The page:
One day, three of us Delta men were there in the bath area washing hair, brushing teeth, and the lot, when down from the slope to our shack came a brother SEAL who waded into where we were. Happy we were, in the relative comfort and safety of our river cove. We talked about this and that, forging the tone cordial and amicable.

“This river seems clean enough, you know?”

“Yeah, but the fact of the matter is that this river is wantonly polluted by the residents of the city on the cost. Raw sewage gets dumped into it and rides the current downstream from the coast… from former James Town and such areas.”

“That’s disgusting; it makes me want to get out now – or at least once done brushing my teeth. All of this talk about the pollution makes everything look like the raw stuff – turd logs and the like, ya know? Look at this shit right here that seems to have floated here just as you mention it.”

The group ceased its routine and rallied around the freshly appeared object at a comfortably safe distance. It was about a seven-inch brown cylindrical phenomenon.

“I don’t know… but all this talk about pollution and turds in the river has got me paranoid. Look at that thing and tell me it doesn’t look like a pinched loaf!”

Our combat assault boats were moored just 75 meters from the shack where we all stayed. Here, prankster William “Chill-D” is seen releasing the boat where brother Mike R. had slept all night. In the photo on the right, we can see Mike hard asleep in a boat floating and drifting off to sea. Mike was a salty dog and a fair hand at amphibious operations. (Photos and collage courtesy of author)

Teeth brushing stopped amid stroke and all concerned stared down the deuce.

Or that should be everyone but our SEAL who sat crouched with water up to his neck and a shit-eating grin on his evil face. He grinned a satisfied grin and pushed the turd out toward the center of the circle of mortified men.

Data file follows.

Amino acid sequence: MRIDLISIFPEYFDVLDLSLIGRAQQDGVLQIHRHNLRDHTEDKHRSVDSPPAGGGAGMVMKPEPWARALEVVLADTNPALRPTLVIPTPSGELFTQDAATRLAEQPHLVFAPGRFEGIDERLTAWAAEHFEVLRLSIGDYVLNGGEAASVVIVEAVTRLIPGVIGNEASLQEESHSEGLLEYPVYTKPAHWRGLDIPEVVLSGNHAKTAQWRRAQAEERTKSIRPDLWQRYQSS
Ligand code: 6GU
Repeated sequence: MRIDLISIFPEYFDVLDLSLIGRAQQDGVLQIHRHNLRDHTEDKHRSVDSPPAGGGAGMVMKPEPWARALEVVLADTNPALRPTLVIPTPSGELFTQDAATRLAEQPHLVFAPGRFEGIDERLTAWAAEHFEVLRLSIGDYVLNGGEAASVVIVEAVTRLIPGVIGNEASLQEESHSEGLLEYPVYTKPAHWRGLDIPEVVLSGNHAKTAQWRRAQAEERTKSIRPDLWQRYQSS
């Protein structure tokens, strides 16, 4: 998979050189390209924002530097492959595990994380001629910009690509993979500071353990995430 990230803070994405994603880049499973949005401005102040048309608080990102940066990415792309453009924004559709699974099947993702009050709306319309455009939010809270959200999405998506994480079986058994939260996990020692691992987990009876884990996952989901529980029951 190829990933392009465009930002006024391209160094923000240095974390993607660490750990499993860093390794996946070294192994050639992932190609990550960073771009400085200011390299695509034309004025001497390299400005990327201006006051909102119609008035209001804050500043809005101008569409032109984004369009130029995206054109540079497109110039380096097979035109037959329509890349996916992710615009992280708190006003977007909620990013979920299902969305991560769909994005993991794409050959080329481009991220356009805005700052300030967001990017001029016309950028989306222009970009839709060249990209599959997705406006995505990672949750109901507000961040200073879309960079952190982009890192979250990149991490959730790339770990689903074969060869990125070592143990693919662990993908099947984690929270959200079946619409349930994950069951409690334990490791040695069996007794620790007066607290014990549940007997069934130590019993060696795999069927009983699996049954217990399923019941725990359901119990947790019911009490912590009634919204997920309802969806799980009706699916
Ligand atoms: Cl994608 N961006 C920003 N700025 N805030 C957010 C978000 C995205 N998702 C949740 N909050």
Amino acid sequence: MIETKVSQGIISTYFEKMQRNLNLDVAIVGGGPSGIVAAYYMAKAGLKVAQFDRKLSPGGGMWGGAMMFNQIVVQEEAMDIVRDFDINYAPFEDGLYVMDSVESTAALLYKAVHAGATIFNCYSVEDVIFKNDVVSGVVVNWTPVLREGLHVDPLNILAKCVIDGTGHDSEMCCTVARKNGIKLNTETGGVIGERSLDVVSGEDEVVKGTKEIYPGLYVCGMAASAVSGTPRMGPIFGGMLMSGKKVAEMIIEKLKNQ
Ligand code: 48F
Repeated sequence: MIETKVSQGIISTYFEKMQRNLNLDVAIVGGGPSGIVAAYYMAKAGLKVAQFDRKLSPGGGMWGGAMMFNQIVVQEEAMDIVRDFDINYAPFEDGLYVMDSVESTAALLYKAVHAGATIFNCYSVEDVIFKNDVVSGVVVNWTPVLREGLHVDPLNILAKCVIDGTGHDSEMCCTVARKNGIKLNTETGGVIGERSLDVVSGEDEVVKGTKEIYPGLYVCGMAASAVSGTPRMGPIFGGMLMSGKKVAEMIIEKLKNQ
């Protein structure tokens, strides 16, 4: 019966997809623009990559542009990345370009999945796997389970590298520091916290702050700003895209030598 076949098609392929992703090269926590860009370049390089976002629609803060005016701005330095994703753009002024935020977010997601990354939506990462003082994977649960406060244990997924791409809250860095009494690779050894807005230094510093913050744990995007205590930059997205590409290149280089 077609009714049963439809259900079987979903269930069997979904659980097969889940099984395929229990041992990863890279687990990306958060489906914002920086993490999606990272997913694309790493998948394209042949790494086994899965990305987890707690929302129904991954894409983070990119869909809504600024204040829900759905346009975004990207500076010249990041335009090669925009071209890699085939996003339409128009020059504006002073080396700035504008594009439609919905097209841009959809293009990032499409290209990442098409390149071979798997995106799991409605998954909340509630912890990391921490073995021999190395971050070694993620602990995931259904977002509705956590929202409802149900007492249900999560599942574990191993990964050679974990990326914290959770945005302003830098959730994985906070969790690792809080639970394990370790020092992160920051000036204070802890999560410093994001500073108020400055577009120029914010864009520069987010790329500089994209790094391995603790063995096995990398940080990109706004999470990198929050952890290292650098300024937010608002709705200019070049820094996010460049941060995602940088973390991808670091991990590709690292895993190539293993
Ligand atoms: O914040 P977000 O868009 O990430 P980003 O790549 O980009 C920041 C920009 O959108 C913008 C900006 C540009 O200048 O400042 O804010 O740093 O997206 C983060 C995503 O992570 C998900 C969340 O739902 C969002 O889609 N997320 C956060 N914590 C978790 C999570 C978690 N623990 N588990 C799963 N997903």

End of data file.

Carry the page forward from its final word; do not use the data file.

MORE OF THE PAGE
“Dude… why did you do that – you can’t be serious!”

It floated toward me forcing me to conduct some sweeping motions with my hands to float it away and back in the direction of the SEAL.

“Man, you’re not wrapped tight; you need help; you need Jesus, man!”

The SEAL push the poop back toward me by pushing more and more water my way. I answered back with gusto, pushed an even higher volume of poop water back at him.

“That’s enough,” I exclaimed and there came the end of this childish poop dual. “That’s the last of that, brother… we Army guys are particular about our health and bathwater,” I told the SEAL. “Save your shenanigans for when you are with the rest of your crew.” And there was nothing else left to be said.

Bygones were bygones after that episode and none of us were to suffer the same prank from any of our SEAL brothers. It was good to be king if even just only for one day in the South American Jungle, running for dear life from a turd.

By Almighty God and with honor,

geo sends

Dedicated to US Navy SEAL Frumentarius.

Read more from Sandboxx News

Related Posts
George Hand

Master Sergeant US Army (ret) from the 1st Special Forces Operational Detachment-Delta, The Delta Force. In service, he maintained a high level of proficiency in 6 foreign languages. Post military, George worked as a subcontracter for the U.S. Department of Energy (DOE) on the nuclear test site north of Las Vegas Nevada for 16 years. Currently, George works as an Intelligence Analyst and street operative in the fight against human trafficking. A master cabinet-grade woodworker and master photographer, George is a man of diverse interests and broad talents.

Read More From George Hand